Coal Tattoo

Park Service to DEP: Just say no to mining permit

The National Park Service is urging state regulators not to renew a permit for a mountaintop removal permit for Powellton Coal’s Bridge Fork West Surface Mine, located near the towns of Jodie and Ansted in Fayette County, W.Va.

Local Park Service Superintendent Don Striker told DEP in a January 22 letter that “extensive violations” of water pollution limits by the mine “causes us great concern for potential threats” to the New River Gorge National River and the Gauley River National Recreation Area.

Striker continued:

…Powellton has been exceeding permit limits for discharge for daily and monthly averages at an extremely high frequency, registering a substantial number of violations of multiple parameters including suspended solids, iron, manganese and aluminum.

These pollutants pose a threat to aquatic life and human welfare. Precipitates of aluminum, iron and manganese can coat stream bottom substrate limiting the available habitat for aquatic life, suspended solids are also harmful to aquatic life through the erosion of gills, and aluminum is known to be toxic to aquatic life, and has been associated with neurological and bone diseases in humans.

The frequency of exceeding permit limits indicates a lack of commitment on the part of the permittee to employ adequate controls that will limit the impacts of this operation on downstream resources.

In opposing the Powellton permit renewal, Striker joins more than 3,600 people who signed a petition to DEP. (Powellton, by the way, is part of the Fola Coal Co. assets that were purchased by CONSOL Energy).

Mining in this part of the state has started to get more and more attention, including a lengthy article in Smithsonian magazine by Pulitzer Prize-winning journalist John McQuaid:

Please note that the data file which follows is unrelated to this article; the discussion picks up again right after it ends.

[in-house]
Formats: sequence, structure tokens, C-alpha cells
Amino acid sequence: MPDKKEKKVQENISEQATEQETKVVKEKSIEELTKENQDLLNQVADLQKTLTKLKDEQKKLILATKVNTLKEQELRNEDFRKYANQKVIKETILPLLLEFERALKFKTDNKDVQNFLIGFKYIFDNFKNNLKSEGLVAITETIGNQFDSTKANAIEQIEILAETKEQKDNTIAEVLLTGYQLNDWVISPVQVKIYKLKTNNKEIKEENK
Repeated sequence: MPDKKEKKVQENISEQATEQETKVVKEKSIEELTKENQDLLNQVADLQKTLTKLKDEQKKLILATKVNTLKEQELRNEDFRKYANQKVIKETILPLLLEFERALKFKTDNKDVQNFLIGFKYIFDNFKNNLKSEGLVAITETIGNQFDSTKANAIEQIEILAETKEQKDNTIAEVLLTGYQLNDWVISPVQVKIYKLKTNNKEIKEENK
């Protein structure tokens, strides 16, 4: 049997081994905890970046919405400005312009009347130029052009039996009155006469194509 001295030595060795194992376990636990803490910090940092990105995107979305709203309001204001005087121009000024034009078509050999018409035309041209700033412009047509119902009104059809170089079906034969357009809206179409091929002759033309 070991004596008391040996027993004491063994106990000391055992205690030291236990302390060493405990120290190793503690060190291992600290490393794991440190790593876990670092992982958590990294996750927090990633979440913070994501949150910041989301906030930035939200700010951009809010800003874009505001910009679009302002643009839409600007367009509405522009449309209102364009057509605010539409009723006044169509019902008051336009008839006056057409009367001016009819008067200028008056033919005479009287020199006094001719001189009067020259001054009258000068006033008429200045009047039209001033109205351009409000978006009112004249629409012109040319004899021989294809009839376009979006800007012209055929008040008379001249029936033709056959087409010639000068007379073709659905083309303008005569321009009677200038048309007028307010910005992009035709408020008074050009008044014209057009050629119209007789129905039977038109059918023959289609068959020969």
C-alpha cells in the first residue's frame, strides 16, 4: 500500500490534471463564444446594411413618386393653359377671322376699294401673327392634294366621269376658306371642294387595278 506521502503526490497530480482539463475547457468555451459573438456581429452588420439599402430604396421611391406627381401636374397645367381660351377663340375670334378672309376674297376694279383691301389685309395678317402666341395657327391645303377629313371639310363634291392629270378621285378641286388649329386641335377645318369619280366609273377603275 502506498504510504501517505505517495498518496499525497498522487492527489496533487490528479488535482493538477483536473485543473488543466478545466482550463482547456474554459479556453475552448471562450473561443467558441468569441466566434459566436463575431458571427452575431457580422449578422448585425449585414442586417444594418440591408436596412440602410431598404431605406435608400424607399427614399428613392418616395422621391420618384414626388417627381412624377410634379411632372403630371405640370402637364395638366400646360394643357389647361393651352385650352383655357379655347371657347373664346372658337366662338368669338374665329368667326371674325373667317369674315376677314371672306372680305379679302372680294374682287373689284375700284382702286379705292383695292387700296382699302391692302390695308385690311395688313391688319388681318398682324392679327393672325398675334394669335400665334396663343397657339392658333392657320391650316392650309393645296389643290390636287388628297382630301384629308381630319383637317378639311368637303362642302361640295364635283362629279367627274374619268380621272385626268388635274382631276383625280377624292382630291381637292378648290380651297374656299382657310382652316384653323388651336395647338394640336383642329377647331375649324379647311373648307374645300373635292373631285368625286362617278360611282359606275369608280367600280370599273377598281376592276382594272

Now coal is back, with a different approach: demolishing mountains instead of drilling into them, a method known as mountaintop coal removal. One project is dismantling the backside of Gauley Mountain, the town’s signature topographical feature, methodically blasting it apart layer by layer and trucking off the coal to generate electricity and forge steel. Gauley is fast becoming a kind of Potemkin peak—whole on one side, hollowed out on the other. Some Ansted residents support the project, but in a twist of local history, many people, former miners included, oppose it, making the town an improbable battleground in the struggle to meet the nation’s rising energy needs.

The online version of the article drew a response from one of the coal company’s engineers, who said:

I know the area, know the mine and know Ansted. What a shame that the article was written without a site visit, a mine visit or even an attempt to talk to the company. It is always the same story from the same group. About the only truth in this one is that some of the people in the area support the mining and that the whinybutts don’t know where their electricity comes from. They have lied about viewsheds, about park boundaries, about flooding in the town and about the “cancerous scars” that are caused by the process. I only hope that one day, people will open their eyes. Grandpa gave me good advise; believe nothing that you hear and half of what you see, find out the truth!

Derek Teaney, a lawyer with the Appalachian Center for the Economy and the Environment,  warned DEP in a Jan. 20 letter that Powellton’s water pollution violations prevent the agency from renewing its permit. Under the law, Teaney explained, DEP can’t renew the permit unless agency officials conclude the company is in compliance with the terms of its existing permits.

Already, Teaney was suing Powellton in federal court over its water pollution violations, on behalf of the Sierra Club and the Ansted Historic Preservation Council.

At Teaney’s request, DEP scheduled an “informal conference” — DEP-speak for a public hearing — tonight to take citizen comments on the permit renewal matter.  The hearing is 6 p.m. at the Ansted Middle School.